(Bloomberg) -- Norway, Europe’s largest producer of aluminum, is counting its blessings that only a minuscule amount of the metal it ships abroad is sold to the U.S.
About 97 percent of Norway’s 31.9 billion kroner ($4 billion) in aluminum exports last year to European markets, while only 0.2 percent was sent to the U.S., Statistics Norway said in a new report on Tuesday.
Norway also benefited as the European Union has decided to keep the Nordic country out of any retaliatory measures. Norway is a member of the internal market through the European Economic Area agreement.
But the statistics agency also raised a warning finger. Exports would take a hit should the U.S. introduce increased tariffs on European cars. Norway is home to aluminum producer Norsk Hydro ASA. “Increased tariffs could lead to a spiral of retribution, with tariffs on more goods from several countries,” the agency said.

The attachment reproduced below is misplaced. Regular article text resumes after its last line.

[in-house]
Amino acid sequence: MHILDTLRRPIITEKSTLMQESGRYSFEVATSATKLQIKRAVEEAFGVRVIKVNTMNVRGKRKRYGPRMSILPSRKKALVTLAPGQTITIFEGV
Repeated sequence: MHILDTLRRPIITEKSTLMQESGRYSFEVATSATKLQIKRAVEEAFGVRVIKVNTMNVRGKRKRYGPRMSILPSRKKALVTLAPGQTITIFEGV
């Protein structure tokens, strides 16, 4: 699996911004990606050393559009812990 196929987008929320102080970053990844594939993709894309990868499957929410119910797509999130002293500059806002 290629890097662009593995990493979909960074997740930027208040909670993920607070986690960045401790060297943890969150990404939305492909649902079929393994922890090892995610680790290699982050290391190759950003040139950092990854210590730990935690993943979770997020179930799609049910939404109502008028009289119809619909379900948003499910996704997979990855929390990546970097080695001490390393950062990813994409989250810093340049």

The chief executive officer of Norsk Hydro said that profitability hasn’t been hurt by the steeper tariffs. "We have the same margins in the U.S. now as before prices have gone up and that means that consumers and end-products in the U.S. are paying the bill," Svein Richard Brandtzaeg said in an interview on Tuesday.
Norway, which has a trade deficit with the U.S., voiced its dismay with the escalating trade tensions. “In addition to the climate this creates for international trade, it’s also from a Norwegian point of view completely incomprehensible and grossly unfair if it were to hit Norway," Trade Minister Torbjorn Roe Isaksen said in an interview.
Excluding oil and gas, aluminum accounted for almost 8 percent of Norway’s exports in 2017.
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